Preparing for Baby
Helping your older child prepare before baby’s arrival will make the transition easier for everyone later on. Molly Edwards, School Psychologist at Gurney Elementary in Chagrin Falls remembers what her sister told her when she was pregnant. “Having a baby is like getting a new life-long roommate who is a stranger that you don’t get to interview.” “It’s totally understandable that a child might be nervous about what to expect,” says Edwards. Dr. Elizabeth Feighan, MD, with Pediatricenter of Greater Cleveland, says that children ages three and over thrive on “the known.” She suggests to, “Find a way to make the older child feel secure. Practice showing them what it will be like when the baby comes.”
* “Get out your child’s baby book or photos and talk about what it was like when he or she was a baby,” suggests Edwards. “Kids love talking about and hearing about when they were an infant.” There are also many appropriate books that you and your child can read together to prepare for a sibling’s birth.
* Discuss with your child how things changed around the house when he/she was born. Edwards says that you and your child can come up with a list of ways you think life in your home may change when the new baby arrives (e.g. more visitors, the need to be quiet during nap time, etc.) Include both positive and potentially negative changes.
* Show them bottles, diapers and all the gadgets that go with a new baby. Tell them how the baby will use them. You may consider mentioning any safety concerns like not giving the baby small toys or touching their head.
* Let him or her help you set up the baby’s room, pick out new clothes, wash them and put them away. - Help your child pick out a special gift to give the baby when he or she arrives.
* Put together a “treasure chest” of little activities, toys and books that you can allow your older child to choose something from in the early days while you’re nursing often. The dollar store is a great place to stock up on things like magic marker coloring books.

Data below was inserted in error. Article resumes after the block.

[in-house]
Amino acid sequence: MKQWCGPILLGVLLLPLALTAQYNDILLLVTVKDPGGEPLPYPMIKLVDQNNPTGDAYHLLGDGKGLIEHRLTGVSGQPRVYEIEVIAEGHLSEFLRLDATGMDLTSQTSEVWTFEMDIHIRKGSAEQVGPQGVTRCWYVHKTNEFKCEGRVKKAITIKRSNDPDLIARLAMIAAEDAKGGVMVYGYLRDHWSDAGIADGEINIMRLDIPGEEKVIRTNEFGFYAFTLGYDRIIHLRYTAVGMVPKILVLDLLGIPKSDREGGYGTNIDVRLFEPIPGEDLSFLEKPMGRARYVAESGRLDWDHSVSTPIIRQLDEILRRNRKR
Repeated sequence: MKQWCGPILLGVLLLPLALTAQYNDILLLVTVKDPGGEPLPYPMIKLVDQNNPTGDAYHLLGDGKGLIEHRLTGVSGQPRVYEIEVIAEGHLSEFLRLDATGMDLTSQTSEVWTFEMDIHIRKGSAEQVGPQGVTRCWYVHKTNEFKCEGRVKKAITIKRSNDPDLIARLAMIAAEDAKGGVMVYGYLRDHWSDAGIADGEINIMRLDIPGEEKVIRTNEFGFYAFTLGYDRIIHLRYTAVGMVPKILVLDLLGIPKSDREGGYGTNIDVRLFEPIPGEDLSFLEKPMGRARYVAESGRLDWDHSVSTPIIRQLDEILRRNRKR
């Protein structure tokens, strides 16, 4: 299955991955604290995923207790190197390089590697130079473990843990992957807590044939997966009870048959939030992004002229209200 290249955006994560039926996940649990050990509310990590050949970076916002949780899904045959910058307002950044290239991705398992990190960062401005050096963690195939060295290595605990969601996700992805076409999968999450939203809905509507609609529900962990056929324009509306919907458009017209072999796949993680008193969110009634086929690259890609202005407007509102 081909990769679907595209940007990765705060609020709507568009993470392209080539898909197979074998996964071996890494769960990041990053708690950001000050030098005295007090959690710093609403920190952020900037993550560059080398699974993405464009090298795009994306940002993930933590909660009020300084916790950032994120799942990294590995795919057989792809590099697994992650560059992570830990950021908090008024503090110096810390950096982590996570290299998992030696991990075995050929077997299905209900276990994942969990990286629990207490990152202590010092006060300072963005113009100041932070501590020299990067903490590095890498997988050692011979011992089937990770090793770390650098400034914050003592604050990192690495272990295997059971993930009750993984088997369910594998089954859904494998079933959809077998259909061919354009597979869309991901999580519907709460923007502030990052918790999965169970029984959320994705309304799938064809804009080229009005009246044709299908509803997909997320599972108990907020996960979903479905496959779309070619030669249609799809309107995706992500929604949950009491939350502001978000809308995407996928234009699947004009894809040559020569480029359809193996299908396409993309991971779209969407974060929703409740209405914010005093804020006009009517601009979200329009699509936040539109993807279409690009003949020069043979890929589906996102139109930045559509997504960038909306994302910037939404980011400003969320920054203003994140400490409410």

* Consider holding off on potty training, “big boy beds” and visits from the Pacifier Fairy until after you have adjusted to life as a family of four. Older children can regress around their new baby siblings and you will certainly have times when you are happy to give the older child a pacifier and place them in their crib so they will nap... so you can too.
* Perhaps most importantly, be sure to talk to your child about how your love for them will not change. “When I was about to deliver my second child, I recall being afraid of how I was going to love another child as much as I love my first,” says Sarah Kostura, Chagrin Falls mother of three boys. “As soon as number two arrived, my love for them both multiplied. “Love is not finite. It is boundless, especially when it comes to loving your children.” Sarah is expecting her fourth boy this July.
And Baby Makes Four
* One benefit of caring for your second infant is that you can relax a little about some of the day to day matters that caused you worry the first time around. You know how to change diapers, you’ve worked through breast feeding once before, you survived the sleepless nights, you know how to work the carseat and how to fold the stroller. Have confidence in all that you know from the first child. While those early days are perhaps the most challenging because you’re recovering from childbirth and you’re very tired, you know now that they are also quickly fleeting. Cling to the sweet moments because you won’t get to do them again.